What is the Currency of Viet Nam?

By Oishimaya Sen Nag on May 16 2018 in Economics

The banknotes of the Vietnamese đồng all feature Ho Chi Minh.

Vietnam is a Southeast Asian nation located in the easternmost part of the Indochina Peninsula. The country encompasses an area of 331,230.8 square km and hosts an estimated population of 94,569,072 individuals. The GDP (PPP) and per capita GDP (PPP) of Vietnam was estimated to be $705.774 billion and $7,463 in 2018, respectively. The economy of Vietnam has rapidly progressed in the recent years. The country has become a leading exporter of agricultural products. It also attracts a significant volume of foreign investments. The tourist industry of Vietnam is also growing quickly.

The Currency of Vietnam

The đồng is the currency of Vietnam. The name has been derived from a Chinese loanword referring to bronze coins used in China in the ancient times. The currency code VND and the symbol “₫" represent the Vietnamese đồng. The đồng was issued on May 3, 1978, by the country's main bank. Currently, the đồng has no subdivisions. At the time of its introduction, however, one đồng was equal to 10 hào which, in turn, was equal to 10 xu. These subdivisions have been discontinued.

History of the Currency of Vietnam

Prior to the Indochina Wars, the French occupied the region that is now independent Vietnam. Following the French defeat, Vietnam was politically divided into the two rival states of North and South Vietnam. The Vietnam War was fought between these two rivals to finally end in the victory of North Vietnam in 1975. North and South Vietnam now reunited to form one single country.

During the colonial rule in the region, the French Indochinese piastre was used as the currency of the colony. However, the Viet Minh government established the đồng currency in 1946. The new currency symbolized that Vietnam was on the way to attain independence. The scenario was slightly different in the State of Vietnam (which was to become South Vietnam in 1954) where notes denominated both in đồng and piastres were issued in 1953. In 1975, following the fall of Saigon, the capital of South Vietnam, a new currency, the "liberation đong” was launched in the region.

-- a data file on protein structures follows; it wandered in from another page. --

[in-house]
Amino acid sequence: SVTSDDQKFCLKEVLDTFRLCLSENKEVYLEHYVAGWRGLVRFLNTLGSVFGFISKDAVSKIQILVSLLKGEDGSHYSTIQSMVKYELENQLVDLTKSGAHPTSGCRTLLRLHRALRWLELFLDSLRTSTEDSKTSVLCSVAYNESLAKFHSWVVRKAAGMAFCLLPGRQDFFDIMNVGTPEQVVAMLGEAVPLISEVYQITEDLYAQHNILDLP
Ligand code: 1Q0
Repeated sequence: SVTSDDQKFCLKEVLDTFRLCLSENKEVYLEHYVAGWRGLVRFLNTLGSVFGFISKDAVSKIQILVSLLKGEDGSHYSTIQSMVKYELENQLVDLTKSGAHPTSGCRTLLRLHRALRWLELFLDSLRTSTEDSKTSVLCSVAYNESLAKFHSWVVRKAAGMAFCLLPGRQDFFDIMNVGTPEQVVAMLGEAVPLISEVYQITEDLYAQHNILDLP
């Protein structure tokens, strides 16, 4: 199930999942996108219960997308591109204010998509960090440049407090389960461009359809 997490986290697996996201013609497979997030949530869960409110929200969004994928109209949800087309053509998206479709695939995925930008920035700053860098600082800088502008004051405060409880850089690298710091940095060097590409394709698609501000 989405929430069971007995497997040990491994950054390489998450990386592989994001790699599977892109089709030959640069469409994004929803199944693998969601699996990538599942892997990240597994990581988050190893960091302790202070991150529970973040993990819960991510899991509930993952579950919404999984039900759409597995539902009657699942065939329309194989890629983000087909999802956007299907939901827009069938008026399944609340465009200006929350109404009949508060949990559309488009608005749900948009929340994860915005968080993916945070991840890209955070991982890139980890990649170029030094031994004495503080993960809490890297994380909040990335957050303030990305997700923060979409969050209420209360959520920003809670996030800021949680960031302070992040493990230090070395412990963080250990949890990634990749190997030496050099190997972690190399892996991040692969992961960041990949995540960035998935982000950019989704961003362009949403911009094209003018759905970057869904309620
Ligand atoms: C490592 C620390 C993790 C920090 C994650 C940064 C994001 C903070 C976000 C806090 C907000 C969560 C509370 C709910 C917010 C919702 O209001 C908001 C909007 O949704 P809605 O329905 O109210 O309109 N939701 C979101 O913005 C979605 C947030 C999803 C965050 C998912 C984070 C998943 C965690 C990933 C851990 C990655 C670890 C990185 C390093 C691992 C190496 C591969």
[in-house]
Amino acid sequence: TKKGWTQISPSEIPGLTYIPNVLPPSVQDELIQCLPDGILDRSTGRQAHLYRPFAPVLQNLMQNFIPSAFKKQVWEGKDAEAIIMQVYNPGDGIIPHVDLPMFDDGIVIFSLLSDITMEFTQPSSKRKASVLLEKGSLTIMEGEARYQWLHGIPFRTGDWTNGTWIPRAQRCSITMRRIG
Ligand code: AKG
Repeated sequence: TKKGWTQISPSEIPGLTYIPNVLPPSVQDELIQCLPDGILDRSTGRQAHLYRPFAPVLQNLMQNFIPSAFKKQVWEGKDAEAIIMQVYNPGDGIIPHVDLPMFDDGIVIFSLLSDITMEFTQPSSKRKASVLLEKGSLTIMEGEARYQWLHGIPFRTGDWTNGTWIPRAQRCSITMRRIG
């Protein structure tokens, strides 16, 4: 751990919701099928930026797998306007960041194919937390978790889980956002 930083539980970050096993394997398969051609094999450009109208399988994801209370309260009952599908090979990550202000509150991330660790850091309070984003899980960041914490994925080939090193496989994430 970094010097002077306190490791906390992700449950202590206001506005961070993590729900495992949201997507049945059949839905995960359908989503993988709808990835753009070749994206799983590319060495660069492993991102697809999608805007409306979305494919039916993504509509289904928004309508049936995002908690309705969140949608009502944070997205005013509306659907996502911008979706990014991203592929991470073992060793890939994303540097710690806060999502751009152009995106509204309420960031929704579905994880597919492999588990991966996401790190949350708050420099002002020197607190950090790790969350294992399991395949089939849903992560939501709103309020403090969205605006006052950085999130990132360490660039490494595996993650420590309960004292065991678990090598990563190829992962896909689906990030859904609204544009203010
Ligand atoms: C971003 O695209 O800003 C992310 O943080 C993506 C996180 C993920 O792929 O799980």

After the unification of North and South Vietnam as one country, the currency of these two regions was also unified as one. The new đồng was equal to 0.8 "liberation" đồng and one Northern đồng. The currency unification happened in 1978.

Coins of the Vietnamese Currency

Initially, aluminum coins were introduced in Vietnam. However, the chronic inflation prevailing in the country made the coins unpopular. For a long time, the use of coins in Vietnam became almost negligible. It was not until 2003 that the State Bank of Vietnam once more issued coins. The reintroduction of coins was made with the aim of replacing the small denomination banknotes. Coins were released in denominations of 200₫, 500₫, 1000₫, 2000₫, and 5000₫. Coins are hardly used in Vietnam in the present times. Since 2014, the coins are generally not accepted in retail and only a few banks in the country accept them.

Banknotes of the Vietnamese Currency

The banknotes of Vietnam were introduced as the first đồng in 1978 and the second đồng in 1985. In 2003, the cotton banknotes of the country were replaced with those made of polymer. All banknotes of the country feature the portrait of Ho Chi Minh on the obverse side. Banknotes are available in denominations of 1,000₫, 2,000₫, 5,000₫, 10,000₫, 20,000₫, 50,000₫, 100,000₫, 200,000₫, and 500,000₫. Banknotes of 100₫, 200₫, and 500₫ are also available, although rarely used. Ho Chi Minh, a revolutionary Communist leader of the Viet Minh independence movement, is featured on the obverse of all the banknotes.

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